I want to see you do things you’ve never done before. I want you to learn, experiment, fail beautifully, and then try again. And I want to see you make progress in areas that few people in the world have explored.
I am talking about my new project. You are welcome to join.
Why are you checking your Facebook or Twitter streams multiple times per day? Is it because you were sent to a social media workshop by your manager? Or because these companies are smartly targeting your intrinsic motivators?
What has caused millions of people to start running, exercising, and monitoring their calorie intakes? Was there a government campaign promoting healthier lifestyles? Or is it because thousands of apps, smartphones and wearables have made it a lot more fun?
What convinced me to switch from taxis to ridesharing, from radio stations to streaming music, and from workstations to tablets and notebooks? Is it because it’s part of someone else’s change program? Or because I wanted a more convenient work-life?
I’m sure you get my point.
People don’t change because they’re told to change. People change because smart companies make them want to change. It usually involves techniques borrowed from gamification, behavioral economics, and habitualization.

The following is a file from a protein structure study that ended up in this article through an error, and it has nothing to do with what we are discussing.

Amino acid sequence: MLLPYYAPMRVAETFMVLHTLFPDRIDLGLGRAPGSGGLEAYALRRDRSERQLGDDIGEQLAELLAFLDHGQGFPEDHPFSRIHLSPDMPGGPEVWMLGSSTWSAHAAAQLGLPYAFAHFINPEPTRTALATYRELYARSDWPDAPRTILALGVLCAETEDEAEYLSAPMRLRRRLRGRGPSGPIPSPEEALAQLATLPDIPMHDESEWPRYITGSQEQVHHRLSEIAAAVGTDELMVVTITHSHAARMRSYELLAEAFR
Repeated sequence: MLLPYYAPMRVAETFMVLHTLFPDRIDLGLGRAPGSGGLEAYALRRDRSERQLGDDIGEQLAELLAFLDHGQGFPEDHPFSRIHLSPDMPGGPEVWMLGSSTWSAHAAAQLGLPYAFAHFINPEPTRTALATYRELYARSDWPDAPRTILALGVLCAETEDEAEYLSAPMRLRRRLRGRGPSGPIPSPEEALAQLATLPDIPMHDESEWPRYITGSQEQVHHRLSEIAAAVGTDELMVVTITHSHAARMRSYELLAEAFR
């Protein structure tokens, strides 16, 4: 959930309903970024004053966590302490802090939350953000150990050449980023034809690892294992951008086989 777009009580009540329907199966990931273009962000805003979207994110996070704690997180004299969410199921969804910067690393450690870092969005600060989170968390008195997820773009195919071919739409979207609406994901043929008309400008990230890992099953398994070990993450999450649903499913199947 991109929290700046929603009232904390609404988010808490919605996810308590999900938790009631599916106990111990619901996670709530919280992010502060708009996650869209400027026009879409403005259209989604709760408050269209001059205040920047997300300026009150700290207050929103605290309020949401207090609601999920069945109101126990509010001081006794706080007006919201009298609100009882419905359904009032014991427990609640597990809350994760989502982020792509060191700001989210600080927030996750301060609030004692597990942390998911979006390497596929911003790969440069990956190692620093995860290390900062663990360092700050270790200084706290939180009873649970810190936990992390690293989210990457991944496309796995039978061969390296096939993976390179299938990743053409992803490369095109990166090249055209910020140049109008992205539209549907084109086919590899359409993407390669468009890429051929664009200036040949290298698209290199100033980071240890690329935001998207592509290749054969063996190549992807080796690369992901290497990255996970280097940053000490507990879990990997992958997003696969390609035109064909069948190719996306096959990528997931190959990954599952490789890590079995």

Consider a fitness tracker, for example. I run three times per week because the metrics of the fitness tracker on my smartphone have gamified the exercises so that I’m competing against myself. By showing me statistics, and comparing those with others, the tracker uses “nudges” borrowed from behavioral economics to influence my behaviors further. And by reinforcing the good behaviors with various triggers and rewards, the app has turned my regular exercises into habits.
Games, nudges, and habits. That’s how people change.
We now live in a time where manuals, workshops, promotion campaigns, and change programs are not sufficient anymore to achieve organizational change. To really understand and influence people, we can now use smartphones, wearables, big data, artificial intelligence, and a healthy dose of applied psychology and sociology.
Do you find that fascinating?
Let’s try and improve organizations in a more modern way.